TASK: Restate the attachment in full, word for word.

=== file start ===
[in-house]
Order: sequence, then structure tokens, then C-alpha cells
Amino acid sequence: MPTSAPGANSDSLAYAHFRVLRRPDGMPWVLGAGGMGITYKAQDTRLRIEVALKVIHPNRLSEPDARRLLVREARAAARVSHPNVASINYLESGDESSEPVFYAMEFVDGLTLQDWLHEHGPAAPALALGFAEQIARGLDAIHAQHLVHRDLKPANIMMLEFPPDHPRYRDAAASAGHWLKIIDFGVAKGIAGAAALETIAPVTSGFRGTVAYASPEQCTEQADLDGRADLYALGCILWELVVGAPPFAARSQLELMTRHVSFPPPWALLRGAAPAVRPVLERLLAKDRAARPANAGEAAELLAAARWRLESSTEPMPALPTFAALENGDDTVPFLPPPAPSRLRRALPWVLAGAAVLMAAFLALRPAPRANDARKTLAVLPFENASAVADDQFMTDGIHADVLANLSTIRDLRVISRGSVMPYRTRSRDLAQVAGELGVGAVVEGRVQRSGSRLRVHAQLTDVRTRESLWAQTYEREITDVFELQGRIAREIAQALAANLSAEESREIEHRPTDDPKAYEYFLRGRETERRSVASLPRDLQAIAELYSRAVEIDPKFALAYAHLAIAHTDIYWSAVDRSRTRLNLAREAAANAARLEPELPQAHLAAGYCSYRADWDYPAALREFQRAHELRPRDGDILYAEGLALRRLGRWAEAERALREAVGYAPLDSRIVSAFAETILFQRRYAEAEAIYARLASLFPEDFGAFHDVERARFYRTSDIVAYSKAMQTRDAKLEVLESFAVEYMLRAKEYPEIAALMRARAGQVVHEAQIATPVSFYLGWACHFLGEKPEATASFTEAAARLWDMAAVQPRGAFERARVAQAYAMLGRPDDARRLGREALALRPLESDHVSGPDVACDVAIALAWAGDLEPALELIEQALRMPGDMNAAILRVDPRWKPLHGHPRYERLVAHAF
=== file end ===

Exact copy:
[in-house]
Order: sequence, then structure tokens, then C-alpha cells
Amino acid sequence: MPTSAPGANSDSLAYAHFRVLRRPDGMPWVLGAGGMGITYKAQDTRLRIEVALKVIHPNRLSEPDARRLLVREARAAARVSHPNVASINYLESGDESSEPVFYAMEFVDGLTLQDWLHEHGPAAPALALGFAEQIARGLDAIHAQHLVHRDLKPANIMMLEFPPDHPRYRDAAASAGHWLKIIDFGVAKGIAGAAALETIAPVTSGFRGTVAYASPEQCTEQADLDGRADLYALGCILWELVVGAPPFAARSQLELMTRHVSFPPPWALLRGAAPAVRPVLERLLAKDRAARPANAGEAAELLAAARWRLESSTEPMPALPTFAALENGDDTVPFLPPPAPSRLRRALPWVLAGAAVLMAAFLALRPAPRANDARKTLAVLPFENASAVADDQFMTDGIHADVLANLSTIRDLRVISRGSVMPYRTRSRDLAQVAGELGVGAVVEGRVQRSGSRLRVHAQLTDVRTRESLWAQTYEREITDVFELQGRIAREIAQALAANLSAEESREIEHRPTDDPKAYEYFLRGRETERRSVASLPRDLQAIAELYSRAVEIDPKFALAYAHLAIAHTDIYWSAVDRSRTRLNLAREAAANAARLEPELPQAHLAAGYCSYRADWDYPAALREFQRAHELRPRDGDILYAEGLALRRLGRWAEAERALREAVGYAPLDSRIVSAFAETILFQRRYAEAEAIYARLASLFPEDFGAFHDVERARFYRTSDIVAYSKAMQTRDAKLEVLESFAVEYMLRAKEYPEIAALMRARAGQVVHEAQIATPVSFYLGWACHFLGEKPEATASFTEAAARLWDMAAVQPRGAFERARVAQAYAMLGRPDDARRLGREALALRPLESDHVSGPDVACDVAIALAWAGDLEPALELIEQALRMPGDMNAAILRVDPRWKPLHGHPRYERLVAHAF